In the aforementioned meta-analysis, the E-values we calculated for the primary studies varied nearly six-fold, suggesting that some authors were either not using robust study methods or that unmeasured confounders were not accounted for (Table 2). However, we also identified meta-analyses that had relatively consistent E-values across primary studies. For example, Ohkuma and colleagues compared breast reconstruction outcomes after free flaps were planned with preoperative computed tomographic angiography versus Doppler ultrasonography.14 Their meta-analysis included five studies that reported risk ratios for flap necrosis, with risk ratios and E-values that ranged from 0.90 to 1.03 and 1.21 to 1.46, respectively. The pooled E-value, calculated based on the pooled risk ratio of 0.97, was 1.21. This study falls under category C in Table 2. Although the E-values are relatively low, the consistency of the risk ratios across studies supports the validity of the weak association between imaging technique and risk of fat necrosis—it is unlikely that identifying and controlling for additional unknown confounders would change the observed association and increase the E-value.

Table 2. - Possible Interpretations of the E-Value
Possible Result Conclusion Implication
A. There is significant variation in E-value across studies. Authors are not using robust study methods and/or research has not elucidated the unmeasured confounders that influence the effect of the exposure on different cohorts. Further research is needed to identify unknown confounders that make certain study designs more prone to bias.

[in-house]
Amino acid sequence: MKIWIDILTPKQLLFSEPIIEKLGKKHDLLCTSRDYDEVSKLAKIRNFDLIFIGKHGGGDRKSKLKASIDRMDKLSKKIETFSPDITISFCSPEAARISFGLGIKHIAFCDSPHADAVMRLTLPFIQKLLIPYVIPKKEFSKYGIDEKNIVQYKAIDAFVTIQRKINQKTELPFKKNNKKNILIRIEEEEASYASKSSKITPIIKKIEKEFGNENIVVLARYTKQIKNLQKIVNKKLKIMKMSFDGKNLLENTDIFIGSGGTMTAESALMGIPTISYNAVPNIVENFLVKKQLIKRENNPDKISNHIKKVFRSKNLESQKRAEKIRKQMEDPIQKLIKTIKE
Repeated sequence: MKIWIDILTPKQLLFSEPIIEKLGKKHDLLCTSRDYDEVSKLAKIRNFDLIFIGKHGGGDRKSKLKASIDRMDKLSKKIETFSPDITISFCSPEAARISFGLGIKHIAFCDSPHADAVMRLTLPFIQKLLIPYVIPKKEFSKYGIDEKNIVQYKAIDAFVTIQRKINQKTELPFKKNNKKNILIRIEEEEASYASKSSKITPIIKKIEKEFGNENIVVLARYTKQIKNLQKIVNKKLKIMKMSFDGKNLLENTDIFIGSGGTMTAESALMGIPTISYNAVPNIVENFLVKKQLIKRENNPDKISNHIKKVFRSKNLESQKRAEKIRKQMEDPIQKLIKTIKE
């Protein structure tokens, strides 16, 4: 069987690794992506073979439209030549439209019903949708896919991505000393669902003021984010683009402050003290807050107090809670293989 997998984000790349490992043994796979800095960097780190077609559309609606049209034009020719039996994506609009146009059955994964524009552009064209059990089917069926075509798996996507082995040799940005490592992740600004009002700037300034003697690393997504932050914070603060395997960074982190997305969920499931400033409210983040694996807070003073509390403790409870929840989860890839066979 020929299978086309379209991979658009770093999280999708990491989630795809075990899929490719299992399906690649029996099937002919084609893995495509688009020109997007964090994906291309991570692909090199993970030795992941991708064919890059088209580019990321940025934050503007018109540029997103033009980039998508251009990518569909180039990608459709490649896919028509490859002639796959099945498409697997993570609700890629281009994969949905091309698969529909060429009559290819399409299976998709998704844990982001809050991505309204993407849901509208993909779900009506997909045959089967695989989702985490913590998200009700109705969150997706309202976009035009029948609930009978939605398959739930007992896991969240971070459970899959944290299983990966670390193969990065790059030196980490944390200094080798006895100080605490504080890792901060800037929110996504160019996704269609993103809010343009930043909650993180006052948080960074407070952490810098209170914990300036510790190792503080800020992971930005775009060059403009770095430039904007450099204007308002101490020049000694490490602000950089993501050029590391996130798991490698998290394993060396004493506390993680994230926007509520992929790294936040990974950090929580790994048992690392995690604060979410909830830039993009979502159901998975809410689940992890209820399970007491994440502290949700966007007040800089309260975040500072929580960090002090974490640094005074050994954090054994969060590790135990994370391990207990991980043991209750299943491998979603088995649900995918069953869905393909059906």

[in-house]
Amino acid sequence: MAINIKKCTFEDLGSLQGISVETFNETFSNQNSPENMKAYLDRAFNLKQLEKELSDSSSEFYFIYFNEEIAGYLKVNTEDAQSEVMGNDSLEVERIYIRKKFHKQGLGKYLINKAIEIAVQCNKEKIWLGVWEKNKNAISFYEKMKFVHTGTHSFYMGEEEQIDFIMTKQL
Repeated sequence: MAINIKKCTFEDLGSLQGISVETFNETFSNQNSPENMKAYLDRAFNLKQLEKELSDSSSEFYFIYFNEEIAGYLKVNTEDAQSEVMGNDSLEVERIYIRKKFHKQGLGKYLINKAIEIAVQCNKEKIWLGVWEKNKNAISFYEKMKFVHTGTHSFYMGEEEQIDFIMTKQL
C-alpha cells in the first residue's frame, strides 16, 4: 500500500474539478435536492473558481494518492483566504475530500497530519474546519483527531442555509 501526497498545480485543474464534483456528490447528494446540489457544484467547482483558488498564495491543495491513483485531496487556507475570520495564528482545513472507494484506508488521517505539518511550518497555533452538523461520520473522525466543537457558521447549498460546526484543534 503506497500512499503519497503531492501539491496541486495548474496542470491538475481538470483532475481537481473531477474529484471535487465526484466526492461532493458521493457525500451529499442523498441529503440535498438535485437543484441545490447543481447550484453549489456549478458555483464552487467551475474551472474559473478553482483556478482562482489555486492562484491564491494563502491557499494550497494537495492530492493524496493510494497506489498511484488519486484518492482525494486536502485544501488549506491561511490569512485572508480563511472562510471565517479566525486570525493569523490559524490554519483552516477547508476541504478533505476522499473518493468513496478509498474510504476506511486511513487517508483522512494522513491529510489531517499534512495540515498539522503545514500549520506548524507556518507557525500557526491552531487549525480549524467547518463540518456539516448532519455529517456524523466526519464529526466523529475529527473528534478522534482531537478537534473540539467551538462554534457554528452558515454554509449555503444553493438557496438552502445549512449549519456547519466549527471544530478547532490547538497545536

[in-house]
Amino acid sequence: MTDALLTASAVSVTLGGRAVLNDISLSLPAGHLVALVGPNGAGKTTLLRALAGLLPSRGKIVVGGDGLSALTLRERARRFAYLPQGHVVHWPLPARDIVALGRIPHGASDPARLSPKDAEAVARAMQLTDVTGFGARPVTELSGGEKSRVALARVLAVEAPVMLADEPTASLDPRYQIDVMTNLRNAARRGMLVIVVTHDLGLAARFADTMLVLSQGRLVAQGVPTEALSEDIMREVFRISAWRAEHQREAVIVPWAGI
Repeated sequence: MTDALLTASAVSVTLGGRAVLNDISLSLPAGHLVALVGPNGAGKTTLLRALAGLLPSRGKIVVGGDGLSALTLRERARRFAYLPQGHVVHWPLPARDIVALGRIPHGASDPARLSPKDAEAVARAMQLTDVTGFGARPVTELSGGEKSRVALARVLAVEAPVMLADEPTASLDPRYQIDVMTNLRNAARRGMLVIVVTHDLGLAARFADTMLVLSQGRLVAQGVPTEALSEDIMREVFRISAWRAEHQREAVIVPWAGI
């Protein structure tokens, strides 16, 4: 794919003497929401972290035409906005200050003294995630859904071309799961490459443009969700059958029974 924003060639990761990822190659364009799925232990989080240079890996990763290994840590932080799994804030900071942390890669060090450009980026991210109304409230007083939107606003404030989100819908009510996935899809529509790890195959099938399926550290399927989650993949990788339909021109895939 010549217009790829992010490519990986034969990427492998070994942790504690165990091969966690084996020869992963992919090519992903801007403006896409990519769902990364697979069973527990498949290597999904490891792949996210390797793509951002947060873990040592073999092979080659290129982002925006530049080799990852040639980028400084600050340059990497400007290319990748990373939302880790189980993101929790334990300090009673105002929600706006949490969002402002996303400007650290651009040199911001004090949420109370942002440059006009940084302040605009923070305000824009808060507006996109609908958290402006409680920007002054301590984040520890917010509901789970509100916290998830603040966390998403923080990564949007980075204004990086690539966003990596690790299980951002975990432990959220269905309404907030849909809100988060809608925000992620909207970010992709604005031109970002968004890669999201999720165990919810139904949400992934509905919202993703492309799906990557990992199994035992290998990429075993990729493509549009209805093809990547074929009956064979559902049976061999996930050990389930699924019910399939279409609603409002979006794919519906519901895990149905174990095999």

B. There is little variation in E-value across studies and the E-value is high. Research on this topic is high-quality and there is little risk of unmeasured confounding. Different studies yield consistent results despite different methods. This suggests that certain observational methods that are usually considered low quality can provide valid results.
C. There is little variation in E-value across studies and the E-value is low. Research on this topic is likely high quality. Although there appears to be a risk of unmeasured confounding, it is also possible that the treatment/outcome association is truly weak. Different studies yield consistent results despite different methods. Although the low E-value alone implies a risk of unmeasured confounding, the consistency across studies suggests that the results are valid.